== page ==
country where they took that oath;
xxx xxx xxx

46. Petition for Certiorari, supra note 1 at 27.


47. Id. at 29.
48. Supra note 46; supra note 1 at 6.

49. Petition for Certiorari, supra note 1 at 30; id.


50. Id.
51. Supra note 48.
CD Technologies Asia, Inc. 2018 cdasiaonline.com
52. Petition for Certiorari, supra note 1 at 31; COMELEC First Division Resolution, supra note 1
at 6.
53. Comment, supra note 5 at 9.

54. Petition for Certiorari, supra note 1 at 31.


55. Id. at 32; Comment, supra note 53 at 10.
56. Id.; COMELEC First Division Resolution, supra note 1 at 6.

57. Id.; id. at 7.


58. Id.; id.
59. Comment (on the Petition in G.R. No. 221697) led by respondent Elamparo, dated
January 6, 2016, p. 7.
60. COMELEC Second Division Resolution dated December 1, 2015 in SPA No. 15-001 (DC), p.
7.

61. Id. at 7-8.


62. Supra note 60.
63. Id.

64. Id. at 8.
65. Id.
66. Petition for Certiorari in G.R. No. 221697, p. 7.
67. Supra note 64.

68. Petition for Certiorari, supra note 65 at 8; COMELEC Second Division Resolution, supra
note 60 at 8-11.
69. COMELEC Second Division Resolution, supra note 60 at 34.
70. Comment, supra note 59 at 10.

71. Section 1 of Rule 25 of the COMELEC Rules of Procedure, as amended, states:


Rule 25 — Disqualification of Candidates
Section 1. Grounds. — Any candidate who, in an action or protest in which he is a party, is
declared by nal decision of a competent court, guilty of, or found by the
Commission to be suffering from any disquali cation provided by law or the
Constitution.
A Petition to Disqualify a Candidate invoking grounds for a Petition to Deny to or Cancel a
Certi cate of Candidacy or Petition to Declare a Candidate as a Nuisance Candidate,
or a combination thereof, shall be summarily dismissed.
72. Petition to Disqualify dated 19 October 2015 filed by Tatad in SPA No. 15-002 (DC), p. 9.

73. Id., at 9 and 14.


74. Id. at 10.
75. Id. at 12.
CD Technologies Asia, Inc. 2018 cdasiaonline.com
76. Id. at 11.

77. COMELEC First Division Resolution, supra note 1 at 8.


78. Id.
79. Petition to Disqualify, supra note 72 at 11.
80. Id. at 21.

81. Id.
82. Id.
83. Supra note 1 at 8.

84. Id.
85. Contreras' petition is a petition for cancellation of Grace Poe's COC under Section 78 of
the Omnibus Election Code which states that:
Sec. 78. Petition to deny due course to or cancel a certi cate of candidacy. — A veri ed
petition seeking to deny due course or to cancel a certi cate of candidacy may be
led by the person exclusively on the ground that any material representation
contained therein as required under Section 74 hereof is false. The petition may be
led at any time not later than twenty- ve days from the time of the ling of the
certi cate of candidacy and shall be decided, after due notice and hearing, not later
than fifteen days before the election.
86. Petition for Cancellation of Grace Poe's COC dated 17 October 2015 led by Contreras in
SPA No. 15-007 (DC), pp. 2-4.
87. Id. at 3; Petition for Certiorari, supra note 1 at 13.

88. Id. at 3-4.


89. Sections 12 and 68 of the Omnibus Election Code provide:
Sec. 12. Disqualifications. — Any person who has been declared by competent authority
insane or incompetent, or has been sentenced by nal judgment for subversion,
insurrection, rebellion or for any offense for which he has been sentenced to a
penalty of more than eighteen months or for a crime involving moral turpitude, shall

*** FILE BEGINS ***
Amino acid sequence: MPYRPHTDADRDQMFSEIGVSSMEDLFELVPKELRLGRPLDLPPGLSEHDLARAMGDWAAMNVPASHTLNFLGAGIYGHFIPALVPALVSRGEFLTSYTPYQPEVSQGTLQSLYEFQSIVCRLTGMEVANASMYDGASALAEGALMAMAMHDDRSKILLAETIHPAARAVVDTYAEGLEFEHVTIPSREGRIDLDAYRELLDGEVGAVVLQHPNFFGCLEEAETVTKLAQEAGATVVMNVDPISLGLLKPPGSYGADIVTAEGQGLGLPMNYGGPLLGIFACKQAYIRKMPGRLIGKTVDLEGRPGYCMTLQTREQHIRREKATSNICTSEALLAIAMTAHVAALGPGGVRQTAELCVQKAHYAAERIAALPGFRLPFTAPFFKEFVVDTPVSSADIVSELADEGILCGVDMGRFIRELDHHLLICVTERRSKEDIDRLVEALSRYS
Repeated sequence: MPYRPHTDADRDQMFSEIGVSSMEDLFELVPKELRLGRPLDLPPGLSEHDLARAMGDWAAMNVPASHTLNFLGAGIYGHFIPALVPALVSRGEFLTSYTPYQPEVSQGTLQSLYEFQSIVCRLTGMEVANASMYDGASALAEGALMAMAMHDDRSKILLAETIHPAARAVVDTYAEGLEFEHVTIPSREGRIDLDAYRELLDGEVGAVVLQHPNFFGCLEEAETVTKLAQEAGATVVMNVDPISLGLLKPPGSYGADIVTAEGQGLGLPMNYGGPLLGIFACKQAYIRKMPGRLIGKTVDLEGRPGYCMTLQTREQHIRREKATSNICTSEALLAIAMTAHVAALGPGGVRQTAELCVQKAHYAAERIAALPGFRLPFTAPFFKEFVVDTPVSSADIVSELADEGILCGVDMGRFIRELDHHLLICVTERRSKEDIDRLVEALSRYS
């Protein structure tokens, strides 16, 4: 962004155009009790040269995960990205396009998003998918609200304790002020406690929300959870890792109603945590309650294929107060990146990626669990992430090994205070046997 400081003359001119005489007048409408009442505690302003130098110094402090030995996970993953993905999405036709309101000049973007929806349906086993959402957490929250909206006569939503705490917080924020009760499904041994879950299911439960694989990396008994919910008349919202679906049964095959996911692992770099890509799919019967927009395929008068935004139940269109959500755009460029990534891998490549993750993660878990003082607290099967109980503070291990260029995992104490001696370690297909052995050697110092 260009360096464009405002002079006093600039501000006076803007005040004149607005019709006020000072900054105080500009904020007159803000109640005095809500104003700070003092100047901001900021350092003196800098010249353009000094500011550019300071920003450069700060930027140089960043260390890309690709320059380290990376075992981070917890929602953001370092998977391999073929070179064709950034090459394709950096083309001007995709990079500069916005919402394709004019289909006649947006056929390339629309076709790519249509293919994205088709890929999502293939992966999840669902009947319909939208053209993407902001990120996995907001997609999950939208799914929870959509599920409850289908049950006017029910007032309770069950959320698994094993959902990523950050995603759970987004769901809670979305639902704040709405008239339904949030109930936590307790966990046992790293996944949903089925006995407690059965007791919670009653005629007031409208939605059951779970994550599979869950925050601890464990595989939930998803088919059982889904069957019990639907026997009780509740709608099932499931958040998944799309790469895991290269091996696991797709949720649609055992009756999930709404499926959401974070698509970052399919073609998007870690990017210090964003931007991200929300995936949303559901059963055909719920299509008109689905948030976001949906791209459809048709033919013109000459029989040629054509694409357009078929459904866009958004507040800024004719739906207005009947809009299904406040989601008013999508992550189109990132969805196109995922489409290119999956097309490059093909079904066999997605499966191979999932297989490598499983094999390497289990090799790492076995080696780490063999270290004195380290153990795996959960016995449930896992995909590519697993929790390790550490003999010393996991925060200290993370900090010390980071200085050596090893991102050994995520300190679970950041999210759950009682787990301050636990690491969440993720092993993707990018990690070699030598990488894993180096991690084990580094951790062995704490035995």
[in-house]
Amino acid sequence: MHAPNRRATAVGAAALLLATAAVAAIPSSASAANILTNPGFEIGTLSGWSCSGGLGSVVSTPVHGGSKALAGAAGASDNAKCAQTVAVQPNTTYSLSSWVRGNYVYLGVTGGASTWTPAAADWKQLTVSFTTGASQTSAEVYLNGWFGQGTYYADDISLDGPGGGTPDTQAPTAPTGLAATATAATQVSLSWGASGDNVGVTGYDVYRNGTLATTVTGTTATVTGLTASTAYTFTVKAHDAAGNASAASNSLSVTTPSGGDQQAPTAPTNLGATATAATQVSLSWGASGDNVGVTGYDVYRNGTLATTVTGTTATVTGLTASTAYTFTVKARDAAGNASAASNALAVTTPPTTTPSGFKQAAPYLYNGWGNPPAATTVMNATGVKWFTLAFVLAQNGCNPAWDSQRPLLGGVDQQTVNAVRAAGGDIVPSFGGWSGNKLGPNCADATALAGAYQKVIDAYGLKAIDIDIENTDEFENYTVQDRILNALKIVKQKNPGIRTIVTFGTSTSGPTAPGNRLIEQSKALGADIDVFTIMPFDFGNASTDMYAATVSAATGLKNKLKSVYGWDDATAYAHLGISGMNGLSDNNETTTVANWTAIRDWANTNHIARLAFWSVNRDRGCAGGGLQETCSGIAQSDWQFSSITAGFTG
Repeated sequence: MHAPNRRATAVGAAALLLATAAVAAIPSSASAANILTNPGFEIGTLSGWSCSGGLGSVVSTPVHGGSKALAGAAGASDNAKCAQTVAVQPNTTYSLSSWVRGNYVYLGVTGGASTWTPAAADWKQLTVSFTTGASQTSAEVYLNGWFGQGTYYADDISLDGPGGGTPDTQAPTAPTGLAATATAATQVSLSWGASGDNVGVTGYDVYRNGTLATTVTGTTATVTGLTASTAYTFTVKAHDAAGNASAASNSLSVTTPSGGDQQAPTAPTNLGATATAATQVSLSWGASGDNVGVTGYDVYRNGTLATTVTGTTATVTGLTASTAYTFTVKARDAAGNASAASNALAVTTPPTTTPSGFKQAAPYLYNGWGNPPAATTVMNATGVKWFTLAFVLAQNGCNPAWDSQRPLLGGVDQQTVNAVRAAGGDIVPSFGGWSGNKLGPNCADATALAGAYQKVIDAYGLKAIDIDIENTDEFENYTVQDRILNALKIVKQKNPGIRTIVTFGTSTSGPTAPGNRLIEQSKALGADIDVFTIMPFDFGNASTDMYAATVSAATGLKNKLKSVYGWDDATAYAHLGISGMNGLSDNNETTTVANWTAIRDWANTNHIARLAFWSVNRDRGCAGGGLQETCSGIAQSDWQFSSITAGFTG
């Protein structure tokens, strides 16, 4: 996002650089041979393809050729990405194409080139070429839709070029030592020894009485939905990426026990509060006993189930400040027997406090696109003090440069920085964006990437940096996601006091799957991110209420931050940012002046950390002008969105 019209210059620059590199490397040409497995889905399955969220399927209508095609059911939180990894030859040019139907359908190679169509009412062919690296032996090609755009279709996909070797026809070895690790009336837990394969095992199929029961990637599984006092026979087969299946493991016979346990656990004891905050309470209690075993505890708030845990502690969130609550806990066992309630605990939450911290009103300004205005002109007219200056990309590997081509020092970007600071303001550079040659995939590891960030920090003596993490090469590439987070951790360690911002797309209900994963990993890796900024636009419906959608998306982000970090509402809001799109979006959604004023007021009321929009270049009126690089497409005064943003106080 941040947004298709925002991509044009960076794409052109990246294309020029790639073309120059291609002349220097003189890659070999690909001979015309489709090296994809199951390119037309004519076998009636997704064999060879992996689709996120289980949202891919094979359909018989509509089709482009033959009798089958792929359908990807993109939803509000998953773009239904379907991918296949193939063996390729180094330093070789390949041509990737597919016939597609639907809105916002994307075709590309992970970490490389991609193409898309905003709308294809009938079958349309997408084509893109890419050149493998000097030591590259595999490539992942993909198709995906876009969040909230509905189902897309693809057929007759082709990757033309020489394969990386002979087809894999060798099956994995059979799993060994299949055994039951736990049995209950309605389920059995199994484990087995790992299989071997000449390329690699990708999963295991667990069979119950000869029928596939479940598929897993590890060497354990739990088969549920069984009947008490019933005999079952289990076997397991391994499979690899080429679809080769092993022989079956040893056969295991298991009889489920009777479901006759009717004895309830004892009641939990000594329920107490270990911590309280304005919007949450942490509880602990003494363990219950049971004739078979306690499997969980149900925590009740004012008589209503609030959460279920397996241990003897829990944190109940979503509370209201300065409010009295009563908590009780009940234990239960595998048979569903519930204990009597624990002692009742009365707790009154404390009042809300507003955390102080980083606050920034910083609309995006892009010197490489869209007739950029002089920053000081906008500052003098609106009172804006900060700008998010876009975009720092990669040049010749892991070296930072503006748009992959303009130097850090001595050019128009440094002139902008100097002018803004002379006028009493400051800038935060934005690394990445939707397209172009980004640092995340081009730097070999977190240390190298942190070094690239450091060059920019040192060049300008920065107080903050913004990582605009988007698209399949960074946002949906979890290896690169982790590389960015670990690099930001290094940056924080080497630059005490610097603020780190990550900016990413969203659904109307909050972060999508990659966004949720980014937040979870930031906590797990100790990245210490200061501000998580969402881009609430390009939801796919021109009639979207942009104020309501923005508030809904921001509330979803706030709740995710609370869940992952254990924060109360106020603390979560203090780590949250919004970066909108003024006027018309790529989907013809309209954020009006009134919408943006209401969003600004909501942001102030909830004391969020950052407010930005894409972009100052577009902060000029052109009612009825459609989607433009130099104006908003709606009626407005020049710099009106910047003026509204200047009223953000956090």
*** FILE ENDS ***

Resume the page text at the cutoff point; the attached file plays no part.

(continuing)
be disquali ed to be a candidate and to hold any o ce, unless he has been given
plenary pardon or granted amnesty.
This disquali cations to be a candidate herein provided shall be deemed removed upon the
declaration by competent authority that said insanity or incompetence had been
removed or after the expiration of a period of ve years from his service of sentence,
unless within the same period he again becomes disqualified.
Sec. 68. Disqualifications. — Any candidate who, in an action or protest in which he is a party
i s declared by nal decision of a competent court guilty of, or found by the
Commission of having (a) given money or other material consideration to in uence,
induce or corrupt the voters or public o cials performing electoral functions; (b)
committed acts of terrorism to enhance his candidacy; (c) spent in his election
campaign an amount in excess of that allowed by this Code; (d) solicited, received or
made any contribution prohibited under Sections 89, 95, 96, 97 and 104; or (e)
violated any of Sections 80, 83, 85, 86 and 261, paragraphs d, e, k, v, and cc, sub-
paragraph 6, shall be disquali ed from continuing as a candidate, or if he has been
CD Technologies Asia, Inc. 2018 cdasiaonline.com
elected, from holding the o ce. Any person who is a permanent resident of or an
immigrant to a foreign country shall not be quali ed to run for any elective o ce
under this Code, unless said person has waived his status as permanent resident or
immigrant of a foreign country in accordance with the residence requirement
provided for in the election laws.

90. COMELEC First Division Resolution, supra note 1 at 12.


91. Id. at 10.
92. Id.
93. Id. at 9.

94. Id.
95. Id.
96. Id.

97. Id.
98. Id.
99. Id. at 9-10.

100. Id. at 10.


101. Id.
102. Id.
103. The 11 December 2015 Resolution of the COMELEC First Division was concurred in by
Commissioners Louie Tito F. Guia and Ma. Rowena Amelia V. Guanzon. Presiding
Commissioner Christian Robert S. Lim issued a Separate Dissenting Opinion.

104. 318 Phil. 329 (1995).


105. 595 Phil. 449 (2008).
106. Romualdez-Marcos v. COMELEC, supra note 104 at 396-397.

107. Id. at 397-398; Fermin v. COMELEC, supra note 105 at 471-472.


108. In A.M. No. 02-6-02-SC, Resolution Approving the Proposed Rule on Adoption (Domestic